In response to Washington’s severe shortage of psychiatrists, last July UW Medicine launched the Psychiatry Consultation Line (PCL), a resource it is now working to improve.
Modeled after a similar program at Seattle Children’s Hospital, the PCL is a telephone hotline allowing healthcare providers statewide to consult UW Medicine psychiatrists — usually for about 15 minutes — regarding mental illness treatments for patients.
The most common complications providers call about are when treatments don’t work for patients or cause side effects. Providers may also wish to consult psychiatrists for advice regarding which types of psychotherapy may benefit a patient’s specific condition and circumstances.
The PCL currently operates during weekday business hours. By July, the program will be expanded to operate 24/7.
The entire nation is suffering from a dramatic lack of psychiatrists, but the problem is particularly severe in Washington state; for 2020, Mental Health America ranked Washington 45th for its high prevalence of mental illness and low access to care.
Inaccessibility to care can largely be attributed to the staggering lack of primary care providers in rural areas; in 2016, 18 of Washington’s 39 counties had no psychiatrists at all.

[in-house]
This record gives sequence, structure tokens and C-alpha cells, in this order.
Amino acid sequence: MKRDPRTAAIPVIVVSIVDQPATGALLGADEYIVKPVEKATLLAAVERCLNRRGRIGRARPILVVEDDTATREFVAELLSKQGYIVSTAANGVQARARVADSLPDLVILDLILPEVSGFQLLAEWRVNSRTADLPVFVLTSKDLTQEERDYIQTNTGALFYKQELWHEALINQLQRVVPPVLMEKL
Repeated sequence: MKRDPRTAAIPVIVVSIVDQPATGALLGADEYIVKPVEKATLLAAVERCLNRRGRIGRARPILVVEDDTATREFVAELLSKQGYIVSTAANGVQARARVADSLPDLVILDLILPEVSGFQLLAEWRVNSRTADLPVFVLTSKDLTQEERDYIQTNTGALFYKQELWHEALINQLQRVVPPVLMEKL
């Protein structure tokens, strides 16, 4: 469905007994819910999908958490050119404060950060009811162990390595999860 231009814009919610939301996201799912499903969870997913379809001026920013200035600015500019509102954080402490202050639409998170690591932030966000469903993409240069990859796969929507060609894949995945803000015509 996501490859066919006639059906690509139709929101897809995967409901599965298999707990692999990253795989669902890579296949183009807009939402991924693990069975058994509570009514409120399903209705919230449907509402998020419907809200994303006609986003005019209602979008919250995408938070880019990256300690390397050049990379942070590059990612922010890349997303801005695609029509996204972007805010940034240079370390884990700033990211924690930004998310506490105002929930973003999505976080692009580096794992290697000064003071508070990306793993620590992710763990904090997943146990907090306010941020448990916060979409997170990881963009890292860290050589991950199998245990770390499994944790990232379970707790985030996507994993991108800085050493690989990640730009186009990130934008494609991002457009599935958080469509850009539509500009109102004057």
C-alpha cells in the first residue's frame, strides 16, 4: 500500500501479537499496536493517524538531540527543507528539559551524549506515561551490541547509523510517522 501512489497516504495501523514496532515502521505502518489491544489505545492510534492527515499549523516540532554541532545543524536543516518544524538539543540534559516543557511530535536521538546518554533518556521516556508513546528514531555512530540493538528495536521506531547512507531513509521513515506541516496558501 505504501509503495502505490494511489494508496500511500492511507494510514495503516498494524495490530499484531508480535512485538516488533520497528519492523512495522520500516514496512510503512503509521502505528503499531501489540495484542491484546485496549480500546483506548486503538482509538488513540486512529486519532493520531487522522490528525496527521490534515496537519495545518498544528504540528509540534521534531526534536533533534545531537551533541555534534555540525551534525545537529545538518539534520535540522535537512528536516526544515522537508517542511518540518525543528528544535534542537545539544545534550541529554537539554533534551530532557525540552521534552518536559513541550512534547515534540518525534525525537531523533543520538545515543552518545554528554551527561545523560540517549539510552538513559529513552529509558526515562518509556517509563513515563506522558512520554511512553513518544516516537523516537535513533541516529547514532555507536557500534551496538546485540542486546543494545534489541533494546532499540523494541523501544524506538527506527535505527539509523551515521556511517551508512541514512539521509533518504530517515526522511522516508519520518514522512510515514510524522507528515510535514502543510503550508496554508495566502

Due to the shortage, many mental health conditions in rural Washington are treated by primary care providers instead of psychiatrists. However, they can only do so much within psychiatry when it’s not their specialty, making telehealth programs like the PCL important for creating equal access of care across the state.
“The UW PCL program expands the psychiatrist’s reach and will hopefully get a great many patients pointed in the right direction in terms of effective treatment,” Dr. Ryan Kimmel, the interim chief of service for psychiatry at the UW Medical Center, said in an email.
In addition to issues of proximity regarding rural patients, the PCL also intends to target socioeconomic disparities in treatment. Fully funded by the Washington State Health Care Authority, the PCL is completely free for all providers and patients in the state. This includes providers and patients in correctional facilities and hospital emergency departments that disproportionately treat more marginalized groups.
“We hope that this kind of program is a positive step towards addressing the geographic and economic disparities in access to care that contribute to worse behavioral health outcomes for disadvantaged populations,” Kimmel said.
There are natural limits to remote consultation. The PCL emphasizes that consultations do not establish a relationship between the remote psychiatrist and patient, and that it is still up to the provider calling to make their best judgment.
“Our PCL program doesn’t supplant traditional, outpatient mental health care,” Kimmel said. “Certainly not every case or situation will be appropriate for a provider-to-provider consultation program.”
But the PCL is just one of various telehealth programs UW Medicine has used or has been developing, including video conferencing with both patients and providers.
“The UW PCL program is just a start and we will continue to innovate and expand the kinds of services we provide to patients in Washington state,” Kimmel said.
Reach reporter Natalie Rand at firstname.lastname@example.org. Twitter: @n_rand_
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